Owner says Denmark's treasured stock exchange will be rebuilt after fire

By Stine Jacobsen and Isabelle Yr Carlsson

COPENHAGEN (Reuters) -Denmark's Old Stock Exchange will be rebuilt after the devastating fire that destroyed half the building and damaged the rest, the owner of the Copenhagen landmark said on Wednesday.

Tuesday's blaze that ripped through the 400-year-old building, toppling its spire in a scene reminiscent of the 2019 fire at Paris' Notre-Dame Cathedral, was still burning in some hard-to-access places more than 24 hours later.

As the flaming spire slammed into the ground, its ornamented metal tip that had sat 52 metres (179 feet) above street level was recovered and will eventually resume its rightful place, said the Danish Chamber of Commerce, which owns the building.

"At six o'clock this morning I met a fireman who gave me this...the top of the stock exchange," Chamber CEO Brian Mikkelsen told Reuters, holding the metal piece in the air.

"It gives me hope because we have decided to rebuild the stock exchange because it's part of European history as a trading continent," he said.

Mikkelsen declined to comment on the building's insurance policy. The building no longer houses the stock exchange but serves as the Chamber of Commerce headquarters.

A smell of burning hung in the air on Wednesday while fire fighters on a crane flushed water down into the building through the collapsed roof as smoke still rose from the debris.

A bouquet of sunflowers had been laid in front of the building, which had been undergoing extensive restoration when the fire broke out.

Police investigating the incident said it could take months to determine the cause. No one was hurt in the blaze.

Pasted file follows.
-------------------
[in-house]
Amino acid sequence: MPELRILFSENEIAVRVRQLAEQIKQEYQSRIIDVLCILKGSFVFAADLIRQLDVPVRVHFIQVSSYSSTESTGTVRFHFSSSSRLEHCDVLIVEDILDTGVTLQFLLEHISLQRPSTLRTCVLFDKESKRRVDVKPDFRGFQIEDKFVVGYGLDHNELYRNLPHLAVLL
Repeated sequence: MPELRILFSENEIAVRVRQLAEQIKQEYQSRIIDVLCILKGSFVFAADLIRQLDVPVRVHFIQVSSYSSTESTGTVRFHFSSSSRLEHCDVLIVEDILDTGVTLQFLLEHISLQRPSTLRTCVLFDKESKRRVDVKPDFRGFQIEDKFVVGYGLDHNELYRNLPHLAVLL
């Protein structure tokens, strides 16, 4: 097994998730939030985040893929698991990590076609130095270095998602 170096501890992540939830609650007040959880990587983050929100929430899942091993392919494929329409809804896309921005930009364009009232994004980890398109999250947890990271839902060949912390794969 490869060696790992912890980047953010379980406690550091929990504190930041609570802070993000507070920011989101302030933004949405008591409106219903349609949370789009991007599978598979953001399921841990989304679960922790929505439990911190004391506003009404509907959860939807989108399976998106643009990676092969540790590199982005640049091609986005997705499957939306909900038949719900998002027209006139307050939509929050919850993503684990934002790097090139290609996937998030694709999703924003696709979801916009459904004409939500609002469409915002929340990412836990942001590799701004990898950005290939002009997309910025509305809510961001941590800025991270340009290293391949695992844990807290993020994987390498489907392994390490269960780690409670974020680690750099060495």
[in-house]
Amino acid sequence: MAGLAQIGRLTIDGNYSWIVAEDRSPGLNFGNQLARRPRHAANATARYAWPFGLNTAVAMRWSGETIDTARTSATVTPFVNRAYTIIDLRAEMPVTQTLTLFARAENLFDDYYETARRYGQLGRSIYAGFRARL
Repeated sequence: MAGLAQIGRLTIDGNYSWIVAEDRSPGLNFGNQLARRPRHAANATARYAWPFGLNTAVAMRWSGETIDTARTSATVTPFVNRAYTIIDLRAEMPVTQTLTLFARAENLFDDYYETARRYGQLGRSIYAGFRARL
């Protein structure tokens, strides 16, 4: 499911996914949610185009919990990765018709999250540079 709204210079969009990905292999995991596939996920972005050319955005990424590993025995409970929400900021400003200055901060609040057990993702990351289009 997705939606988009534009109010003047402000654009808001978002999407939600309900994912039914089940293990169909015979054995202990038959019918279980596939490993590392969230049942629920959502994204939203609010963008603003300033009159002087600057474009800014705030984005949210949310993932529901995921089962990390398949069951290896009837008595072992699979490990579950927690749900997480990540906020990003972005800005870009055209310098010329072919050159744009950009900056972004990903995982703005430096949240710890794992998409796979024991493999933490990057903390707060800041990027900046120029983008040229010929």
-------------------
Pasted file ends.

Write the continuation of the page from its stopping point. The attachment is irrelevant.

Roughly half the Dutch Renaissance-style building was saved, although massive damage still occurred as fire fighters had drenched it in water.

"Everything that was once part of the storey partitions and building structures inside has been burnt away," Copenhagen fire department Operations Chief Frank Trier Mikkelsen told Reuters, referring to the part of the building worst hit.

"Only the outer walls remain, leaving an empty shell."

The loss of the 17th century landmark was a sad moment for the capital, teacher Eva Simoni Lomholdt, 58, told Reuters.

"My first thought was I hope that they rebuild it, it's never going to be the same but it's iconic to Copenhagen and Denmark".

Emergency services were joined by passers-by on Tuesday in carrying paintings away from the building shortly after the fire broke out in a race to save historic artefacts from the flames.

"When the building was on fire yesterday we were saving almost all of the valuables in there. Things that were 300-400 years old and part of our national heritage," the chamber's Mikkelsen said.

Employees and firefighters knew what to get out as they already had a "worst case" emergency plan in place, he said.

Putting out the fire was taking longer than expected due to lingering pockets of flames found in the rubble and the work was expected to last at least until Thursday morning.

Large containers were being stacked to support damaged walls and prevent the historic brickwork from collapsing.

(Reporting by Stine Jacobsen, Isabelle Yr Carlsson and Alison Withers, editing by Terje Solsvik and Angus MacSwan)